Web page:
Tuesday, December 18, 2012

A Lust For Life (part six of seven)

Objectification is at the heart of Lust. That, and enculturation. What one tribe or people or continent finds appealing can be off-putting to another. We are taught to see beauty, to want certain things above others, and to feel unsatisfied until the object of our desire is attained, particularly in the grip of lust, of our sexual desire. Lust does not truly love, does not carefully consider the person behind the looks, does not take into account the feelings beyond the flesh; lust gets focused much on gratifying the self. Love goes awry.

Perhaps more of a male problem than a female, at least as far as popular culture will have it, lust as a symptom arises in failed relationships, broken marriages, heartbroken teenagers, and unwarranted bravado. Lust excuses abuse. Males do much with lust. Females too, but males are more aggressive, more open about it. And advertising caters very much to lust; most images are of sexually desirable females, rather than males, especially if the advert can promote the item along with scantily clad 'beauties'. Females have suffered greatly under the guise of appealing to men. Chinese women with their feet bound. African women with their necks elongated. American women with their chests enhanced. Men with uncertain egos ready to buy a female's attentions. Lust is very evidently a trade, an industry, a commodity, a plaything. It is cheap and expensive at the same time. And it is so endemic to our culture that our movie posters glare with it. Children are raised with the precepts of becoming desirable according to the constructs of coquetry, of looks, of fashion, of attitude and behaviour. What once made a man or women a wastrel may now make him or her 'really cool'. And attracting lust, an art form of itself, becomes an industry perpetuated by those who would take advantage of our wants, desires, wallets, and instincts. 'Sexy' is our ubiquitous barter.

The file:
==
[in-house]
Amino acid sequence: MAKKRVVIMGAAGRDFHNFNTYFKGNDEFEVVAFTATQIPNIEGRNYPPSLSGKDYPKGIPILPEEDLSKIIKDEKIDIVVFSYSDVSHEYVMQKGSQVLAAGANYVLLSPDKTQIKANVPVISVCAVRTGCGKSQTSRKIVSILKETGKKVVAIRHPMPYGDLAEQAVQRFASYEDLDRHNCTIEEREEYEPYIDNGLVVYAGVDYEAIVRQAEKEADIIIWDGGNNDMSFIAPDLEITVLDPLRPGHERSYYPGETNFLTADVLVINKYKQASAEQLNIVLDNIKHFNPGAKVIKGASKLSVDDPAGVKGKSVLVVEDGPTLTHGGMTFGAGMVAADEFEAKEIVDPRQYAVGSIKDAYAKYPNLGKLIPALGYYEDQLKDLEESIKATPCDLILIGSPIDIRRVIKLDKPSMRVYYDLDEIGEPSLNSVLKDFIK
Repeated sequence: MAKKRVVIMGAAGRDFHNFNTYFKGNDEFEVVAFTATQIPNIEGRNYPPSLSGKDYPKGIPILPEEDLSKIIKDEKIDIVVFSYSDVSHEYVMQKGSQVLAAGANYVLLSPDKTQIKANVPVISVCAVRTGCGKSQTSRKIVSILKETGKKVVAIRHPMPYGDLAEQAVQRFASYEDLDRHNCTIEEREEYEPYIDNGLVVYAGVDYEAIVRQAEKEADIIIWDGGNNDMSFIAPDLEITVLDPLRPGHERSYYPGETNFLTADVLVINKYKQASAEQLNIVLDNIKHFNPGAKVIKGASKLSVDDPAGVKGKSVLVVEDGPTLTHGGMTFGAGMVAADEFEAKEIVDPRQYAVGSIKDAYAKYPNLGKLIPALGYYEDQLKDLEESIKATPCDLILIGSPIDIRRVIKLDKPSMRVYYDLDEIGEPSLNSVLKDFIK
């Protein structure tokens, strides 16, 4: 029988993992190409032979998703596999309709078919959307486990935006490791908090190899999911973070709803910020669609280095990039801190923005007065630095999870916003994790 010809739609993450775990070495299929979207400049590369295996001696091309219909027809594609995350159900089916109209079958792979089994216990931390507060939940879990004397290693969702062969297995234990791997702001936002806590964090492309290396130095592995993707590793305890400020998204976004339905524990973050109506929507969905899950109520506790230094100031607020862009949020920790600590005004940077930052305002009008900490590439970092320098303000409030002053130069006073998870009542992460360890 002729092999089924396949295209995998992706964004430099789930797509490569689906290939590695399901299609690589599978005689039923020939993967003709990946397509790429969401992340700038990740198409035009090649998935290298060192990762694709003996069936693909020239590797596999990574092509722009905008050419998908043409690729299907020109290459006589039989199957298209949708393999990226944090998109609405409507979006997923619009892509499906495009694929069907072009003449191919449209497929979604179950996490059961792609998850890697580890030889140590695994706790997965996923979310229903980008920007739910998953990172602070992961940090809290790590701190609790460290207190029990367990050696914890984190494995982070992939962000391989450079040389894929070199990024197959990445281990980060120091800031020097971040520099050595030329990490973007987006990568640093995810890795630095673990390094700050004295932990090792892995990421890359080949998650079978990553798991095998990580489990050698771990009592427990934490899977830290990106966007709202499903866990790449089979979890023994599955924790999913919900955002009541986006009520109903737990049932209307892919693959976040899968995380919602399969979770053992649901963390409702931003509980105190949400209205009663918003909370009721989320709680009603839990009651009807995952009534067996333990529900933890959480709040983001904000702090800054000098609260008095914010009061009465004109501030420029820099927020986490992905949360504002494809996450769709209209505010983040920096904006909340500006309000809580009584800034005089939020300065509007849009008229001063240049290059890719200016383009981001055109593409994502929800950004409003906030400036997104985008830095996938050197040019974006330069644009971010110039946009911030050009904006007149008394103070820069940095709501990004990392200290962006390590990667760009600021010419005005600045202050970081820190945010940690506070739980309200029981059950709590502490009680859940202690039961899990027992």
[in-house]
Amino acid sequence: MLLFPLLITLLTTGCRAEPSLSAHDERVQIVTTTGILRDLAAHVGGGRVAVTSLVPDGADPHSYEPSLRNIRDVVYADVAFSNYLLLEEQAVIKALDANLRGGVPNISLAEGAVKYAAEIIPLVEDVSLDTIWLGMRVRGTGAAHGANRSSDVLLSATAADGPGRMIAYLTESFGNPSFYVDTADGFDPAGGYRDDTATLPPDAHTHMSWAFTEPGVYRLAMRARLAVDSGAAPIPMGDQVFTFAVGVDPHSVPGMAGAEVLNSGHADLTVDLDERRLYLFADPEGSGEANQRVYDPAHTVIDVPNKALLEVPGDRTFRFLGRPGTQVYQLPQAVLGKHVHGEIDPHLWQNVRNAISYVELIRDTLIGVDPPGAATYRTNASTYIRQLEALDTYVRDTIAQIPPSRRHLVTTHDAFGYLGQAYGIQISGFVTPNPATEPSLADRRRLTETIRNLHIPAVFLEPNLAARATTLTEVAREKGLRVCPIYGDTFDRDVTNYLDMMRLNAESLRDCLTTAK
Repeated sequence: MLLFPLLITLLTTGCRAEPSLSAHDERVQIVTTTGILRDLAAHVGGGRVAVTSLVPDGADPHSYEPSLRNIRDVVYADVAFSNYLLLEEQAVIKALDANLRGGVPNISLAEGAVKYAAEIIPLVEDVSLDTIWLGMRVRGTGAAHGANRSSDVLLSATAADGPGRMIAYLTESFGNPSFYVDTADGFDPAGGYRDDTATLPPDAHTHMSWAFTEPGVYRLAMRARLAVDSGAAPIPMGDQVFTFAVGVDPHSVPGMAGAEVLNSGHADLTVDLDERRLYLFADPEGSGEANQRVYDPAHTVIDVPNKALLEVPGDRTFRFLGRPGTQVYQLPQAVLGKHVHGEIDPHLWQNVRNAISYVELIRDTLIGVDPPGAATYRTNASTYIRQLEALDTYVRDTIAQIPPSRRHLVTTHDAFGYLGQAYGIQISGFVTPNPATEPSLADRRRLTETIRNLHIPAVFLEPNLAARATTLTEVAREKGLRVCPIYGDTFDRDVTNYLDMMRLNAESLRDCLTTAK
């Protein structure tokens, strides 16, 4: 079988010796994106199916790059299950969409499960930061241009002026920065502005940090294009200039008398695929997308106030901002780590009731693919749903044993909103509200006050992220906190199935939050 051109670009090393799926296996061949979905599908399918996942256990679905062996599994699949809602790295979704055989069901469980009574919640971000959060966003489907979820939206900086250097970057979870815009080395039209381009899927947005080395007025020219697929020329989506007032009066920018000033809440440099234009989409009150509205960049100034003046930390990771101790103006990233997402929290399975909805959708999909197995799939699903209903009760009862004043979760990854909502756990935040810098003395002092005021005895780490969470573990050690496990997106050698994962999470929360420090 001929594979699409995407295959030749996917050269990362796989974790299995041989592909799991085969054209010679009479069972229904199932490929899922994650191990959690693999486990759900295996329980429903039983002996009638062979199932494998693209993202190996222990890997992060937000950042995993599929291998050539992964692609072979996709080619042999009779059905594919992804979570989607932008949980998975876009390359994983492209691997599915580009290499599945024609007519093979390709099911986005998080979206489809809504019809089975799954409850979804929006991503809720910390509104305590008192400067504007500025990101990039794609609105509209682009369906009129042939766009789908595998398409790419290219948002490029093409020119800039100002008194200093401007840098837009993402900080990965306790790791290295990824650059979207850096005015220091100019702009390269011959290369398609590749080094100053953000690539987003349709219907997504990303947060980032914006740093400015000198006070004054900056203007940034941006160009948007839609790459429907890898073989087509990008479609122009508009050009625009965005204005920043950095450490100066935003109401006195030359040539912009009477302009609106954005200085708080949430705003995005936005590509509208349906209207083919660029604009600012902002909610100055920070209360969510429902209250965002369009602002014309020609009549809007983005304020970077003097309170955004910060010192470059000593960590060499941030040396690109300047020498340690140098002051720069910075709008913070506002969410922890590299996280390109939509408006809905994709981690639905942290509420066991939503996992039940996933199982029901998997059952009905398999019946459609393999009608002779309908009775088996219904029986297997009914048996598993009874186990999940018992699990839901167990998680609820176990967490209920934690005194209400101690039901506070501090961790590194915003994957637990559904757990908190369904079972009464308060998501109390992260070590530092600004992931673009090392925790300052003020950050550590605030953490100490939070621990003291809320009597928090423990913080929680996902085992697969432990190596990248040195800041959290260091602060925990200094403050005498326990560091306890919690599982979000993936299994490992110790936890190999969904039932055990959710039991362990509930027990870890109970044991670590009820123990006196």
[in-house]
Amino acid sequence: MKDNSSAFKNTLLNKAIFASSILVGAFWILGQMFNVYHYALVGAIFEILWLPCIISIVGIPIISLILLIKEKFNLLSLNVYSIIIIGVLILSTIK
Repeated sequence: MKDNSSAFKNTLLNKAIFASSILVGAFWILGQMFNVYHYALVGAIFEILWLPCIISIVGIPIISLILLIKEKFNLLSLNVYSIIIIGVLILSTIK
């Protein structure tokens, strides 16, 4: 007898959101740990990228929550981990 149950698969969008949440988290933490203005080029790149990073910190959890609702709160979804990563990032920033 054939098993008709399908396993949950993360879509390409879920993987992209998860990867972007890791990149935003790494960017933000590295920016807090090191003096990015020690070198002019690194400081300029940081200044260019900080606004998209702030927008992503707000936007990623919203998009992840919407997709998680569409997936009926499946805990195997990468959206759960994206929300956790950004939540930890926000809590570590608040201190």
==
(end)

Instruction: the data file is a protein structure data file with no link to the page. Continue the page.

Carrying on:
Instinctual lust is likely atavistic, as ancient as our origins in order to perpetuate the species. Birds and bees do it. Animals preen and puff with attractors. But man is now sophisticated, and if sophistication be thought of as the ability to conceive of what the consequences to another might be, then essential curtailment of instinctual selfishness might more readily come to mind than enacting or even pursuing the thoughts that would demean, objectify, and render another little more than self-gratifying. At root of man's inability to control his mind, his desires, his instincts, is selfishness. Sophistication would have it that we consider the other. And the difference between having sex and making love is vast indeed. Love is a spiritual affirmation of emotion; sex is temporal.

Celibacy is easiest sustained by one who has 'been there, done that' and is imbued with such love that in the beloved's absence there is intention not to betray the monogamy, however long. Virgin priests practice celibacy, honouring The Ideal Love (and would that such souls be ancient enough for such abstention easily to be undertaken offhandedly). Self-sacrifice is best practiced with peace and contentment. The man who flagellates himself, who hurts himself in agonies in order one day to get into heaven? He best be a willing participant, a conscious chooser, or what's a heaven for? To deny sex is not to deny love. Lust in our virginal teens is not the same as lust when we are experienced adults. And when we are yet more caring, yet more aware of the impact of our very thoughts and instincts upon another, so do we realize that lust, as a thing of what was once essentially selfish, is but a thing now to be invested in no more. One evolves, gradually. After all, in the lust for life, love, an unconditional ingredient, takes finding.

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